Survodutide may have ‘positive effects on patient’s liver status’ in MASH cirrhosis

Survodutide has an “acceptable safety profile” in patients with metabolic dysfunction-associated steatohepatitis with compensated and decompensated cirrhosis, with no dose reduction needed based on pharmacokinetics, according to data.

“There is a large unmet need for treatment of MASH cirrhosis both in compensated and decompensated patients,” Eric J. Lawitz, MD, FAASLD, AGAF, FAPCR, CPI, vice president of scientific and research development at The Texas Liver Institute and clinical professor of medicine at University of Texas Health San Antonio, told Healio. “We undertook this trial to look at three important topics: pharmacokinetics of survodutide in varying degrees of hepatic dysfunction, the safety of survodutide in compensated and decompensated cirrhosis and the early efficacy signals.”

We found there is no dose reduction needed for survodutide based on pharmacokinetics, and survodutide has an acceptable safety profile in both compensated and decompensated cirrhotic [patients] in this trial


At EASL Congress, Lawitz presented a two-part, nonrandomized phase 1 trial assessing the pharmacokinetics and safety of survodutide in patients with MASH with compensated cirrhosis and decompensated cirrhosis.

“These are the first safety and efficacy data for a dual agonist in people with decompensated cirrhosis,” he said.

Pharmacokinetics ‘not affected’ by cirrhosis

In the first part of the trial, 41 adult patients with varying degrees of hepatic impairment (Child-Pugh A, n = 8; B, n = 8; C, n = 9) received a single dose of subcutaneous survodutide 0.3 mg and were compared with a healthy matched population (n = 16). Patients were followed for 16 days with end-of-study visits at days 28 and 35. The primary endpoint was pharmacokinetics.

According to results, area under the plasma concentration-time curve from 0 to infinity and maximal plasma concentration were similar between patients with hepatic impairment and the healthy matched group.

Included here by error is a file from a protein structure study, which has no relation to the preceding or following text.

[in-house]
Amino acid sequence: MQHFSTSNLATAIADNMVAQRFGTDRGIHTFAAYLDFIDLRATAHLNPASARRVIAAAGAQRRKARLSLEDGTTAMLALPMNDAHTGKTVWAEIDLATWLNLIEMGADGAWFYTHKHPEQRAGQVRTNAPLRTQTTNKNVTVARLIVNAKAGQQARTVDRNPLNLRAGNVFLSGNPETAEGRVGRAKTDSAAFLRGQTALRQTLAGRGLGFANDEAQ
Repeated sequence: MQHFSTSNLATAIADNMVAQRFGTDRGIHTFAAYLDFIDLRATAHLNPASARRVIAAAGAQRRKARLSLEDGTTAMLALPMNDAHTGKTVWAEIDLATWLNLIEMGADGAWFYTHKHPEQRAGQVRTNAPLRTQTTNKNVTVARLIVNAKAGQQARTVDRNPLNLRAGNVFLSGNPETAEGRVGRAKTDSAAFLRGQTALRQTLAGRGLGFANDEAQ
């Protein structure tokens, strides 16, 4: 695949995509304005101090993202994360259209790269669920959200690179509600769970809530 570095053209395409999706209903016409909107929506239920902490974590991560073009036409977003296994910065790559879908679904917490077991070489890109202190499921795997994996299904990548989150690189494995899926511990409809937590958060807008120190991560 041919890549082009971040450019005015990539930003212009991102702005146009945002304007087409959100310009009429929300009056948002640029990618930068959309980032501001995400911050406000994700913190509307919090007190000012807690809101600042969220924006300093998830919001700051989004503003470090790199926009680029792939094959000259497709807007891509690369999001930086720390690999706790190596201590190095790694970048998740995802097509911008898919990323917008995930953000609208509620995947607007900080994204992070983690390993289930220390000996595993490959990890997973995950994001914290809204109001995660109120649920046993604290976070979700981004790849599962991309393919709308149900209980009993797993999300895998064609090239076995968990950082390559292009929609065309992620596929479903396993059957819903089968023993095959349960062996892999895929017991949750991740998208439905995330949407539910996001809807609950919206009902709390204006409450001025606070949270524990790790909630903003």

“The pharmacokinetics of survodutide were not affected by cirrhosis,” Lawitz told Healio.

Further, after a single dose of survodutide, adverse events “were common, although a minority of them were deemed investigational product-related,” he told attendees, with most gastrointestinal-related. There were no serious adverse events or hepatic injury reported.

Survodutide ‘generally tolerable’

In the second part of the trial, which was an open-label, multidose design, 41 patients with compensated cirrhosis (n = 16) or decompensated cirrhosis (n = 8) received survodutide for 28 weeks and were compared with patients without cirrhosis (n = 17). In a dose-escalating regimen, patients on day 1 received subcutaneous survodutide 0.3 mg, with up to 6 mg by week 24. Dose maintenance occurred from weeks 24 to 28.

Efficacy analyses were performed with MRI-proton density fat fraction (MRI-PDFF) and Enhanced Liver Fibrosis (ELF) test, and liver stiffness was measured by magnetic resonance elastography (MRE). The primary endpoint was drug-related adverse events.

According to Lawitz, “adverse events were universal across the population” and primarily survodutide-related, GI in nature and mild to moderate in severity. Eight serious adverse events were reported.

In addition, adverse events that led to discontinuation were “more common” in those without cirrhosis compared with patients with compensated or decompensated cirrhosis (eight events vs. three events and two events, respectively).

“Survodutide was generally tolerable,” Lawitz told Healio.

Results also showed that after 28 weeks, at least a 30% reduction in MRI-PDFF was achieved in 52.9% of patients without cirrhosis, 62.5% with compensated cirrhosis and 37.5% with decompensated cirrhosis.

“Both cohorts of cirrhotic [patients] had at least a 1 kPa decline in MRE after 28 weeks of therapy,” Lawitz told attendees, noting a 1.12 kPa decline in patients with compensated cirrhosis and 1.02 kPa decline in those with decompensated cirrhosis.

“There was nominal change in the noncirrhotic group but … they had baseline normal liver stiffness at presentation,” he added.

There also was an “increasing decline with degree of hepatic dysfunction” in ELF score, with a 0.37 and 0.52 decline in those with compensated and decompensated cirrhosis, respectively, vs. “nominal changes” in those with no cirrhosis. Improvements in other fibrosis-related tests and metabolic risk factors were reported as well. 

“We found there is no dose reduction needed for survodutide based on pharmacokinetics, and survodutide has an acceptable safety profile in both compensated and decompensated cirrhotic [patients] in this trial,” Lawitz told Healio. “We saw both liquid and radiologic NITs suggesting positive effects on the patient’s liver status. This trial opens the door to further trials in the cirrhotic high unmet medical need population.”


Author Info

Sean Hendrickson